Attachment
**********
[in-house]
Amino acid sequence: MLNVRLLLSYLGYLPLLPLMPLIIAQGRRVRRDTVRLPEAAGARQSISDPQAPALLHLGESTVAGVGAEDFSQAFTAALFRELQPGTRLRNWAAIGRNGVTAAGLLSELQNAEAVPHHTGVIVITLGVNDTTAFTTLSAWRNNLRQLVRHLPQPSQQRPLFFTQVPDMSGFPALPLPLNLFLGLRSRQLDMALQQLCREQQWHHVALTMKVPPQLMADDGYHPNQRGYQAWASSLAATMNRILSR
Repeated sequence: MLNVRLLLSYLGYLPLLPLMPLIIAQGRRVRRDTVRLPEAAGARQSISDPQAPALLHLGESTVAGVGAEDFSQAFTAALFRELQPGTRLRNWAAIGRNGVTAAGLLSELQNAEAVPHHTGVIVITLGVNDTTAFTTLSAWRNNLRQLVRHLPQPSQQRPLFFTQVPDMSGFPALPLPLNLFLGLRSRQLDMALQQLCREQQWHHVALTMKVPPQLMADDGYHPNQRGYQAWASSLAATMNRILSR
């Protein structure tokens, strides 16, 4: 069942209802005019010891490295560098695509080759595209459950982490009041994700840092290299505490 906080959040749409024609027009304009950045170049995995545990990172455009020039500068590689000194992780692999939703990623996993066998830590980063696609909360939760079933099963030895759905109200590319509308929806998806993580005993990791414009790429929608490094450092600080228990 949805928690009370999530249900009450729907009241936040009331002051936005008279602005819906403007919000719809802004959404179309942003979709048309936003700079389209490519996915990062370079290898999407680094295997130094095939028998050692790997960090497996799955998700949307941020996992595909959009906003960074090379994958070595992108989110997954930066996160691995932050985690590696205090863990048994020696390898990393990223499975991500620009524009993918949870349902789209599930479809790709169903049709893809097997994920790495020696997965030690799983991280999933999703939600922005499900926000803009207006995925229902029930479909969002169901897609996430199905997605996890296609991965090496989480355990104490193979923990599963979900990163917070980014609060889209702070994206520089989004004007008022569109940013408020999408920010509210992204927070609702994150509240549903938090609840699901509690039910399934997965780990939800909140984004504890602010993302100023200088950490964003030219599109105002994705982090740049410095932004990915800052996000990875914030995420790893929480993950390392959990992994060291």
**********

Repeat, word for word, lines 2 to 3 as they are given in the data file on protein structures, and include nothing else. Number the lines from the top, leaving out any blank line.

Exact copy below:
Amino acid sequence: MLNVRLLLSYLGYLPLLPLMPLIIAQGRRVRRDTVRLPEAAGARQSISDPQAPALLHLGESTVAGVGAEDFSQAFTAALFRELQPGTRLRNWAAIGRNGVTAAGLLSELQNAEAVPHHTGVIVITLGVNDTTAFTTLSAWRNNLRQLVRHLPQPSQQRPLFFTQVPDMSGFPALPLPLNLFLGLRSRQLDMALQQLCREQQWHHVALTMKVPPQLMADDGYHPNQRGYQAWASSLAATMNRILSR
Repeated sequence: MLNVRLLLSYLGYLPLLPLMPLIIAQGRRVRRDTVRLPEAAGARQSISDPQAPALLHLGESTVAGVGAEDFSQAFTAALFRELQPGTRLRNWAAIGRNGVTAAGLLSELQNAEAVPHHTGVIVITLGVNDTTAFTTLSAWRNNLRQLVRHLPQPSQQRPLFFTQVPDMSGFPALPLPLNLFLGLRSRQLDMALQQLCREQQWHHVALTMKVPPQLMADDGYHPNQRGYQAWASSLAATMNRILSR